This post is by Imtay, not amuirin. Imtay is the other writer. He really does exist, and he really does stand up to pee. Honest.
On occasion, perspective—even somewhat lopsided perspective—can sweep in. A peripheral vision blur until it strikes, leaving you to wonder why it showed up and, afterwards, uncertain whether its appearance makes the universe seem more or less random and chaotic than it did minutes ago.
The setting: Nightfall, bleak and cold; watching snow swirl in pale, soul-sucking streetlights through my faint reflection in the gray tinted windows. I place a call.
Images of the day past. Tragedies. Mangled metal, swirls of redbluewhite flickering beacons, electronic wails, caved-in concrete; half-masted flags.
A missed friend.
Silence can be the hardest. Breath held, waiting to hear it end, not sure what will meet you once it’s replaced. The combination of dread and hope tears at the spirit.
In silence I walked, a black-coated figure. Long strides through an empty, endless lobby. Mop bucket; curved, blue polishing machine; indoor trees, nearly two stories high, laden with white holiday lights—a sign of lingering hope or mockery of overzealous decoration? —unsure.
I walk, emerge into the night, greeted by the sting of a March snowstorm.
Perspective and memory alter. This is the city, there had to be traffic; had to be a howl of wind and carrying voices. But I remember silence. A sign on the opposite wall warns against loitering.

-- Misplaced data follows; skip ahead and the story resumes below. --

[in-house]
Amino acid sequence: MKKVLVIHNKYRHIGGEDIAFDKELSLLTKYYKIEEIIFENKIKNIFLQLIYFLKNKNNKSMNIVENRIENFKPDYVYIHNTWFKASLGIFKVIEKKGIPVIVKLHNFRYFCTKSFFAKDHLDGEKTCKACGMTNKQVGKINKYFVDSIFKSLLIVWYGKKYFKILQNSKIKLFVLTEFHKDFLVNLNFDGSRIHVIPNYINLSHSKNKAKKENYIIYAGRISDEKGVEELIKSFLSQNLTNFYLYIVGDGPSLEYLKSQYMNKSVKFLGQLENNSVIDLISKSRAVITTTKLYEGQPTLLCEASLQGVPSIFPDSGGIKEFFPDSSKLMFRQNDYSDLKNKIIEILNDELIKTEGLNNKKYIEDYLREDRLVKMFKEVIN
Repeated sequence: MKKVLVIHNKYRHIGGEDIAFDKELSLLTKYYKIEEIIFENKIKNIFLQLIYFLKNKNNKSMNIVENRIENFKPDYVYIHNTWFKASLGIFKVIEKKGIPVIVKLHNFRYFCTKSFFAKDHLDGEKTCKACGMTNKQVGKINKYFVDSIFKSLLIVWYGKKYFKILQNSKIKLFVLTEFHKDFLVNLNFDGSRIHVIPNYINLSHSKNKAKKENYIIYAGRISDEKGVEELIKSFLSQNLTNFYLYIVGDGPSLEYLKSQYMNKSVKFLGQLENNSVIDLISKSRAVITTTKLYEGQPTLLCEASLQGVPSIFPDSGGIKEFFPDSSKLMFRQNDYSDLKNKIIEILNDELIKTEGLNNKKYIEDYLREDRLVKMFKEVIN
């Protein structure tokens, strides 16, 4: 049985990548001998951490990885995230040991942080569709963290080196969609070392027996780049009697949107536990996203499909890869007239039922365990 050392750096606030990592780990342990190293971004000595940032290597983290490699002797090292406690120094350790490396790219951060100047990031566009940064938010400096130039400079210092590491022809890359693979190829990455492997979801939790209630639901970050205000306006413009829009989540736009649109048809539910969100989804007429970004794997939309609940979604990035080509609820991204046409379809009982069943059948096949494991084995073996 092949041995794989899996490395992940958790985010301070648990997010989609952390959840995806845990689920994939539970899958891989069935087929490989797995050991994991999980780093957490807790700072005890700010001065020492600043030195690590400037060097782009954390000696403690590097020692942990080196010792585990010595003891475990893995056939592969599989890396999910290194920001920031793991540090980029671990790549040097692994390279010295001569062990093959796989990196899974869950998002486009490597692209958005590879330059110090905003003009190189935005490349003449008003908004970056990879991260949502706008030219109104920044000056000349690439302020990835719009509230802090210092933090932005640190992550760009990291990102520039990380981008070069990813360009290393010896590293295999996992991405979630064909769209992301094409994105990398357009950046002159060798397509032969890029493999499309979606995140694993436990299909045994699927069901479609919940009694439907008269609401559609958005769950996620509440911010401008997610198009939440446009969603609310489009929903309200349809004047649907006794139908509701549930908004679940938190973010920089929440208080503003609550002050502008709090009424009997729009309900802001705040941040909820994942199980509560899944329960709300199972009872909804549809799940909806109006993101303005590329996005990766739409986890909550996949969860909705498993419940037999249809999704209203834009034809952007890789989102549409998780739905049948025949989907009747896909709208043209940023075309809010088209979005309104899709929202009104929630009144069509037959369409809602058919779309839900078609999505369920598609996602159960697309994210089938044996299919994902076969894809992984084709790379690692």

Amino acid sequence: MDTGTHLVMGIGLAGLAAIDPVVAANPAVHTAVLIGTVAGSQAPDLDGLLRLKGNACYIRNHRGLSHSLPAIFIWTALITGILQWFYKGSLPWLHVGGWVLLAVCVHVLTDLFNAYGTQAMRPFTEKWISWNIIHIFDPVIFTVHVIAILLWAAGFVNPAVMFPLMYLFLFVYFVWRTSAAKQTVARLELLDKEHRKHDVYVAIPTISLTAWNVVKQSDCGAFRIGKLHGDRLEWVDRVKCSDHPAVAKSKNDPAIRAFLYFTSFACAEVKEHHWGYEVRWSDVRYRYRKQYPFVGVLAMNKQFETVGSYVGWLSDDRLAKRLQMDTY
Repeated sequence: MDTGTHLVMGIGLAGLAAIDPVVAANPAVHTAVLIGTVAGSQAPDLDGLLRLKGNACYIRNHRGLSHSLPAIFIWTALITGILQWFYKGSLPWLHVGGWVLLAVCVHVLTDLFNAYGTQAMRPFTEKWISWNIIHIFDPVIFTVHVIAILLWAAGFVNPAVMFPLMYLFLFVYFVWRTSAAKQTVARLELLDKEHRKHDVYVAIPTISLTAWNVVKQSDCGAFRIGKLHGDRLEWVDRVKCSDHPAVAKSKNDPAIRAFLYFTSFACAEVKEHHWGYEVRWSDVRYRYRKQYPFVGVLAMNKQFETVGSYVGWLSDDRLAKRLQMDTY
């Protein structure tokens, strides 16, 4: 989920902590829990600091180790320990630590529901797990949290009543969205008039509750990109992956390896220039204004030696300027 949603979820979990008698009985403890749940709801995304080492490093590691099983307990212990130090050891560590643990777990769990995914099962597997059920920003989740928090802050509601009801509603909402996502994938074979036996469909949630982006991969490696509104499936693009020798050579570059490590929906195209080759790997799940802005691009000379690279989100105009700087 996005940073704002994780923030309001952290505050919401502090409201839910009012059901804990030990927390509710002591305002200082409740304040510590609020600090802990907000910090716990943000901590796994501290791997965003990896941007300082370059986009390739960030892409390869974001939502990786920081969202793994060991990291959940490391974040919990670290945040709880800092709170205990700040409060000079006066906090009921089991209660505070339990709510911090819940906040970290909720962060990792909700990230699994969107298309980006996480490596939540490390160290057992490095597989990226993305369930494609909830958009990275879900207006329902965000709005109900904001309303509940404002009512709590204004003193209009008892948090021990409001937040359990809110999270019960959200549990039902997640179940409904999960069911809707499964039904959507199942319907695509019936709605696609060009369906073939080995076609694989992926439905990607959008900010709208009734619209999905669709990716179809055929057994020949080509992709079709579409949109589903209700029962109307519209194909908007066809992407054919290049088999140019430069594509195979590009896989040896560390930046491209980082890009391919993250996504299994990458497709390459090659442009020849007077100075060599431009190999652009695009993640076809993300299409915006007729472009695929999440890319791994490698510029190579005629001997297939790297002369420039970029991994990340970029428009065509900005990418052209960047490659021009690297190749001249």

Turning back indoors, the partially-polished floor, a flower shop. The owner, kind-faced, peers over her glasses. Some people claw against old age at every step; a few embrace it, stride into approaching, empirical wisdom. She is the embracing kind.
Seeing me, she waves, steps over strewn flowers, opens the door.
“How’s my friend?” She always calls me that.
“Good. How’re you?”
Her face wrinkles. “I’m better. But you’re not a very good liar.” I smile. She’s right, I’m not.
“I’ll be ok. Sometimes things just build up a little. So you’re doing better?”
My half-assed attempt to change the subject doesn’t work. She seems a little annoyed by it, even, and just nods, remarking, “I saw you walk by and thought, ‘He’s not doing so well.’ You don’t know it, but you radiate. The light shows. You have a good heart.”
Mental image: Figure walking down the hall, emitting a weird, green, radioactive glow as people run away, screaming. “Thanks,” I reply.
“I can tell when you’re sad. You can’t let things build like that. These people … they don’t know. But I can see something else about you. Those people got bad hearts from the things that got inside them, they think they can pile on stuff, but it’s not long before you’ll start stomping on it. Something’s stomping on you. I can tell.”
I laugh. This part, true, except I’m not certain of the good heart part. I’ve never figured out if I’m a pretty nice guy for being a dick, or if I’m kind of a dick for being a nice guy. Whichever it is, the woman is looking at me intently, and I find myself nodding my head.
I wonder how she can gage my emotions from a few brief conversations and waves.
She talks now, words that would make me uncomfortable coming from any but a kindly old woman. There are two forces in this world, she says: Those with bad hearts have given in. Too much stuff piled on. I remember a friend… one with a very good heart. One who also has people piling on “stuff.”
An image flashes in my mind: the two of us wearing big boots. And stomping.
I must have smiled.
“There’s that smile,” she says. “You see? You radiate with that good heart. It comes through you. Don’t forget that.”
I thank her. She lifts a hand briefly, turns back to her petals and leaves, removing those that have faded; the faint-hearted flowers.
I go thinking, perplexed, into the humming, ascending elevator.
Thoughts of my friend, of kind words in the cold night. I find myself wishing for some big ass boots.